Thanks for the article! This will really help me plan my endurance training. I wanted to ask about training anaerobic capacity as part of a base phase. I looked at the workouts on your app and tried the boulder triple session. Doing a 6-8 move boulder only takes me about 15-25 secs is this what you imagined. From another video you posted, I thought that work time was supposed to be in the region of 45 secs? 

Also would you think that two sessions a week is sufficient and is it best to choose one workout and stick to that or use a number of different ones, perhaps with different work to rest ratios. 

Sorry for the slightly off-topic question! 

Looking forward to the upcoming articles. 

Mike 

Phil_Brock - on 10 Oct 2018
In reply to UKC Articles:

Combining strength & endurance: does the interference effect seen between traditional endurance training and weight training apply in a similar way to climbing training? i.e. AMPK released during an aerobic capacity session would inhibit mTOR reducing any strength gains from strength / conditioning exercises in the same session? Or is the behaviour different given that we're primarily working the forearm muscles during climbing endurance training but other upper body muscles during strength / conditioning training (although arguably finger boarding might be impacted anyway as that's very localised?)?

p.s. apologies for the question spam, fascinated by how the rules that apply to training in other sports cross over (or don't!) to climbing given the differences in physiology!

TomPR on 10 Oct 2018
In reply to Phil_Brock:

> Question on combining different types of endurance training: what's the impact of combining regeneration and aerobic capacity into the same workout (outside of using regeneration to warm up / warm down)? If I'm running or cycling I'd typically do a low intensity or high intensity session rather than a combined session of say 1hr easy then intervals, then another 1hr easy. Does the same apply for climbing? Obviously more time intensive to split the workouts up but will it give you better results? And if you are combining them is it better to do a block of regeneration first then aerobic capacity or visa versa (outside of warmup / warmdown)?

The ideal world is certainly to split sessions! There's loads of literature out there dealing with this and it's a pretty logical conclusion to come to once you think about how poor quality sessions can become once you're tired or mentally not there. In terms of ordering in the day (regeneration vs aerobic capacity) then I've seen conflicting statements and findings on this. Most likely this is because the answer isn't yet obvious or that the effect may be relatively small. 

 

From my own experience, I've found that doing the very easy regeneration climbing is a great way of warming up at the beginning of the day and if I've completed that at say 6/7/8am I end up feeling amazing in the afternoon. Training gains.... not sure about that yet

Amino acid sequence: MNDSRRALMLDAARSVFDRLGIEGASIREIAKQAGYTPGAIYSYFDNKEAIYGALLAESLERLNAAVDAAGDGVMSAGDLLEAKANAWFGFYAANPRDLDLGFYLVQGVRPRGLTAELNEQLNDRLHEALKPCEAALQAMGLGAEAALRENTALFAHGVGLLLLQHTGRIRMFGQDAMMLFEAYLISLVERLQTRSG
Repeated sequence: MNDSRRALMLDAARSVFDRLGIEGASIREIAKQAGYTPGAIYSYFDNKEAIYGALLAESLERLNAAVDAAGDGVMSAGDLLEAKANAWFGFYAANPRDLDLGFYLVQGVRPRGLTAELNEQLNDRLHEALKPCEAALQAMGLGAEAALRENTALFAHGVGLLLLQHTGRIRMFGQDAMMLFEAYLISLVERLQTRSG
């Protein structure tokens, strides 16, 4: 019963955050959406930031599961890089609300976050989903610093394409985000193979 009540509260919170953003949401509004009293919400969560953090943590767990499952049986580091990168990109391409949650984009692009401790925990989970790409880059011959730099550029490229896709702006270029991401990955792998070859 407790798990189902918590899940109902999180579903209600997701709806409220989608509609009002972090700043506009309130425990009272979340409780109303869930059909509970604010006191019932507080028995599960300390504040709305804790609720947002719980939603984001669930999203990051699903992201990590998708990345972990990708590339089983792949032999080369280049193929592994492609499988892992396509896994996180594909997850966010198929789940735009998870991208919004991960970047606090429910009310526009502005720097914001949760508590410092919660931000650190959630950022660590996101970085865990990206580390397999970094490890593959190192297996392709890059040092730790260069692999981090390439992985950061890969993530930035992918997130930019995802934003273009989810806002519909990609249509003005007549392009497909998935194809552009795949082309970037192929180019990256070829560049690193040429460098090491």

JLS on 10 Oct 2018
In reply to UKC Articles:

Can a route climber afford to let endurance slip away while concentrating on strength type activities like bouldering during the winter? Or do you feel maintenance of route endurance is essential to produce year on year improvement?

 

snoop6060 - on 10 Oct 2018
In reply to UKC Articles:

How would you train if you only could train for 20mins a day? 

TomPR on 10 Oct 2018
In reply to mike1979:

> Thanks for the article! This will really help me plan my endurance training. I wanted to ask about training anaerobic capacity as part of a base phase. I looked at the workouts on your app and tried the boulder triple session. Doing a 6-8 move boulder only takes me about 15-25 secs is this what you imagined. From another video you posted, I thought that work time was supposed to be in the region of 45 secs? 

> Also would you think that two sessions a week is sufficient and is it best to choose one workout and stick to that or use a number of different ones, perhaps with different work to rest ratios. 

> Sorry for the slightly off-topic question! 

> Looking forward to the upcoming articles. 

> Mike 

Hi Mike, in the interests of keeping this thread full on content to do with endurance training, could I ask that you repost that question in a later Q&A once we get round to the anaerobic end of the scale

Regarding questions about whether 1/2/3/4 sessions a week is suitable for a particular individual, I always try and be consistent with my answer to this. With ANY individual, there's going to be a fair bit of variation in the climber's history (training, injury, climbing) and also in how well they're currently physically adapted. I feel loathed to say that 2x/week is fine for you without know anything at all about your background and how you might be mixing this with other sports or S&C work. I don't want to be copping out on you, but I don't want to prescribe you something that's no good for you either